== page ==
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Mary Maker, Refugee Activist and Co-Founder

South Sudanese refugee Mary Maker is a refugee education activist, renowned speaker and philanthropist, currently serving as a Goodwill Ambassador with the United Nations High Commissioner for Refugees.


I clearly remember the first acceptance into college for our students

In 2021, she co-founded a non-profit which provides higher education opportunities to students at Kakuma Refugee Camp in Kenya. The PIE caught up with her after she gave an impassioned keynote to delegates at The PIE Live North America on ‘how to win’ as a refugee.

What has been your proudest career moment so far?

Creating Elimisha Kakuma which is a non-profit that helps refugee kids access higher education and now seeing them in their sophomore year.

Tell me about a defining moment in your career, or lifetime? 

Deciding to start Elimisha Kakuma. Despite growing up in a refugee [camp] myself; struggling through the realities of a refugee camp and fighting my way to get to college, giving back in terms of creating access was my biggest defining moment in life. I clearly remember the first acceptance into college for our students. My team and I were tearing up, in disbelief, laughing and having a huge sigh of relief. We didn’t know it would be possible. The students also knew it was not a sure deal. That to me is more rewarding than my own success story of beating all odds.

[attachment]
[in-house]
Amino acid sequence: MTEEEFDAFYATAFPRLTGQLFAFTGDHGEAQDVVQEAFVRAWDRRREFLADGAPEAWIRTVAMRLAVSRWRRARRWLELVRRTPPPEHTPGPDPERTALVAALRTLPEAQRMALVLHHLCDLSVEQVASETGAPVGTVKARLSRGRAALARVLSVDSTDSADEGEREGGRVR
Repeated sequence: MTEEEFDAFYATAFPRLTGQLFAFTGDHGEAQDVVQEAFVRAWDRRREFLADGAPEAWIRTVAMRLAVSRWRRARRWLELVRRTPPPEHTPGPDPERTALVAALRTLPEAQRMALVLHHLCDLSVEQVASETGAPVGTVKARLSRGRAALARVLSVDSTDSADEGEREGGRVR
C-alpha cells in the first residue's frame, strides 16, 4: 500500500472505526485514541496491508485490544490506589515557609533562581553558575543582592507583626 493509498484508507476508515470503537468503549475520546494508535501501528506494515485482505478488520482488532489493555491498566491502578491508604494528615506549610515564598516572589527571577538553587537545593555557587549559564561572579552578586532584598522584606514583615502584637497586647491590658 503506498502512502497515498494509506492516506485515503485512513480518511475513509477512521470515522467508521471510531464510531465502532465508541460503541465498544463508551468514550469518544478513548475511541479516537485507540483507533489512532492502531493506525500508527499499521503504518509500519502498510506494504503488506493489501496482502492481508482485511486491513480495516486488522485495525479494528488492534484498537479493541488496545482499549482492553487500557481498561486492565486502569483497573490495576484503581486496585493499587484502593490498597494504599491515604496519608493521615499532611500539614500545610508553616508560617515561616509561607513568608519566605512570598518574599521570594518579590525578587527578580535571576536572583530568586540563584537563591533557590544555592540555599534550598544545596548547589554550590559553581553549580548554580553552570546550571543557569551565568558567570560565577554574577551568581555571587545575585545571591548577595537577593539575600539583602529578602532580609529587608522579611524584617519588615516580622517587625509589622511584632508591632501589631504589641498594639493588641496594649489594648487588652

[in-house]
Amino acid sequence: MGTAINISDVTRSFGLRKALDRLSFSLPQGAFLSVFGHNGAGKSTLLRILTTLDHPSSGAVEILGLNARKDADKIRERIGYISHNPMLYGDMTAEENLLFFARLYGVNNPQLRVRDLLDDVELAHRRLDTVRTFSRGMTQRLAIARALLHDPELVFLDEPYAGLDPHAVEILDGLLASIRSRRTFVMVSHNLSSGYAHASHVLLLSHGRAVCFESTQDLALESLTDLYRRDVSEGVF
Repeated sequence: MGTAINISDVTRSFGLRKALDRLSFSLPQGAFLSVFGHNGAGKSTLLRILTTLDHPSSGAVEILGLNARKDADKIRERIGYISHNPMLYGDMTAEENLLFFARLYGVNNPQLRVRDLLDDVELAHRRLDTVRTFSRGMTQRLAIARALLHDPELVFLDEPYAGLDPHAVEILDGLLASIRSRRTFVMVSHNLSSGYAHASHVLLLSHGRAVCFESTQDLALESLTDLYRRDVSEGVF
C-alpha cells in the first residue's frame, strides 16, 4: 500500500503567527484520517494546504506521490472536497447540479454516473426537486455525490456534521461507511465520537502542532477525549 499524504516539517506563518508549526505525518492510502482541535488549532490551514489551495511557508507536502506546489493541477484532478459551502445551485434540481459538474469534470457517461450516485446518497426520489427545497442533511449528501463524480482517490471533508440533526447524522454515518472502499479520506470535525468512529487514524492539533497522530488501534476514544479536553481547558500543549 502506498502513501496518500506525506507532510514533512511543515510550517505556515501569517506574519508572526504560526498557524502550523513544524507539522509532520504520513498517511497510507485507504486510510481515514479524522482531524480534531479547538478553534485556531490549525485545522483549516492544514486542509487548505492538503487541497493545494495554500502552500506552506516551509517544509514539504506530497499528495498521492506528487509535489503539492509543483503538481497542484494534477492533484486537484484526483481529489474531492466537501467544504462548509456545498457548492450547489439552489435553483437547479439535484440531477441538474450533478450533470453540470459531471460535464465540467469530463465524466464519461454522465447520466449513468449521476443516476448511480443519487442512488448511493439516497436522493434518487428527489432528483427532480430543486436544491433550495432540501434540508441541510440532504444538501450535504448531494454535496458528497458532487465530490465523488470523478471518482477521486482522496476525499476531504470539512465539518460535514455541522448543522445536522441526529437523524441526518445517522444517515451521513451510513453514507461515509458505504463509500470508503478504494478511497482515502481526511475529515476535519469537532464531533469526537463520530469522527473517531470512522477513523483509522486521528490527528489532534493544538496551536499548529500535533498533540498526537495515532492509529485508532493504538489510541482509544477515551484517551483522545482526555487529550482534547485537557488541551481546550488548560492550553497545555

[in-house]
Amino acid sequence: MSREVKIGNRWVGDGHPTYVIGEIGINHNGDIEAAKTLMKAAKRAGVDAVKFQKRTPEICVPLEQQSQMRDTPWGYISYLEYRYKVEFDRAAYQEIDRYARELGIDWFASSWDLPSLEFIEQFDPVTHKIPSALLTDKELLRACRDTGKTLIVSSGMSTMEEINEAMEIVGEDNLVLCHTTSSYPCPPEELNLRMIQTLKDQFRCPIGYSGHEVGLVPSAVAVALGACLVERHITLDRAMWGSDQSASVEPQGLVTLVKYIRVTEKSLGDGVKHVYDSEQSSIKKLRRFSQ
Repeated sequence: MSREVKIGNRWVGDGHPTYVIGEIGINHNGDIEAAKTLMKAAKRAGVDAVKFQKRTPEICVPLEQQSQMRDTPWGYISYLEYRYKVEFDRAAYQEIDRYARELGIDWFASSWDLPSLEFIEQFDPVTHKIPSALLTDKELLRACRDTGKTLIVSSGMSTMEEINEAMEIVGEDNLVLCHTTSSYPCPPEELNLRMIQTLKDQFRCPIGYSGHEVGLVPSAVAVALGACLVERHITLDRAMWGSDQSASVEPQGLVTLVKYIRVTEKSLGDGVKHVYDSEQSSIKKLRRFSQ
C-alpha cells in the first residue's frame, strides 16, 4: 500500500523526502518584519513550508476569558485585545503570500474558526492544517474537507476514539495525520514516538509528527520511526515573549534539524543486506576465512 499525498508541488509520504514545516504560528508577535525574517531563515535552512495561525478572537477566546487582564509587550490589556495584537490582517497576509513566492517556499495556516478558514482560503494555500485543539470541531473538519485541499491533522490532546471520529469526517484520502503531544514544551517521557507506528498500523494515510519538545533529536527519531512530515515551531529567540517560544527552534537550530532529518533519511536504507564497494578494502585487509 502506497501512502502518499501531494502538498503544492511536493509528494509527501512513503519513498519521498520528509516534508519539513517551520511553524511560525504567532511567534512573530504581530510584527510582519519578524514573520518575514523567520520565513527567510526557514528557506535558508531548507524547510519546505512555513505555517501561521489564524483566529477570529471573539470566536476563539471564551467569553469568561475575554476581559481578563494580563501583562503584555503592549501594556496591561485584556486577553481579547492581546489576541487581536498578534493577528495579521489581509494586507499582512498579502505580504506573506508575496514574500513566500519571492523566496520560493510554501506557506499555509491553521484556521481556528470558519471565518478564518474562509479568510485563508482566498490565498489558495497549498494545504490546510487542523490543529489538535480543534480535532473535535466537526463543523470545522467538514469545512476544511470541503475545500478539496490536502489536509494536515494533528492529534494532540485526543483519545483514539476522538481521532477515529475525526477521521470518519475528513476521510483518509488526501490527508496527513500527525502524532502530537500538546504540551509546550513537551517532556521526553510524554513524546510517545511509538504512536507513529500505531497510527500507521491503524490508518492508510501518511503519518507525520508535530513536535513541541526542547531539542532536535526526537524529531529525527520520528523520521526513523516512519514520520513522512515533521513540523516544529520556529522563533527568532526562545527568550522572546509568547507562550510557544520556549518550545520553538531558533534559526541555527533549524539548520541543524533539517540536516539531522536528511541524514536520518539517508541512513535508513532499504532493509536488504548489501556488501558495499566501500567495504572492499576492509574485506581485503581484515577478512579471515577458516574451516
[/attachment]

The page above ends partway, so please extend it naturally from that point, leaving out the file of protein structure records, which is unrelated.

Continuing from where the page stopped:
What’s the biggest challenge to you at the moment in the work that you’re doing?

Feeling like just a story and a number. Having to own that and to feel like there is so much to Mary Maker. There is so much to every single refugee, more than just the refugee and that title.

What advice would you give to someone who is considering embarking on a study abroad experience?

Chances will pass you if you actually don’t create them, you are the chance. I don’t believe in luck. I feel like you get to create the luck for every single person. So don’t wait for other people to come and give you the resources to do it.

What podcast or book would you recommend which sends a message you think the international education sector should hear?

It’s called Little Bee by Chris Clive. In the beginning part of it, he talks about scars. Scars are not ugly, that is what the scars make us want to feel like. But scars are beautiful, they are a sign of survival. Sometimes you have hidden scars within you, whether it’s mental or physical. Always see them as something – as a sign of survival. Then move past survival, and live.

What’s the most important skill for someone working in international education to have? 

Networking and following up. Networking to me means creating visibility and advocating for what you believe in. In international education people understand the language of academia, the value of education and the creation of spaces for those whose chances are minuscule. When one learns the power of networking they are able to start uncomfortable conversations, call people in instead of out, and new relationships where access is possible are made.

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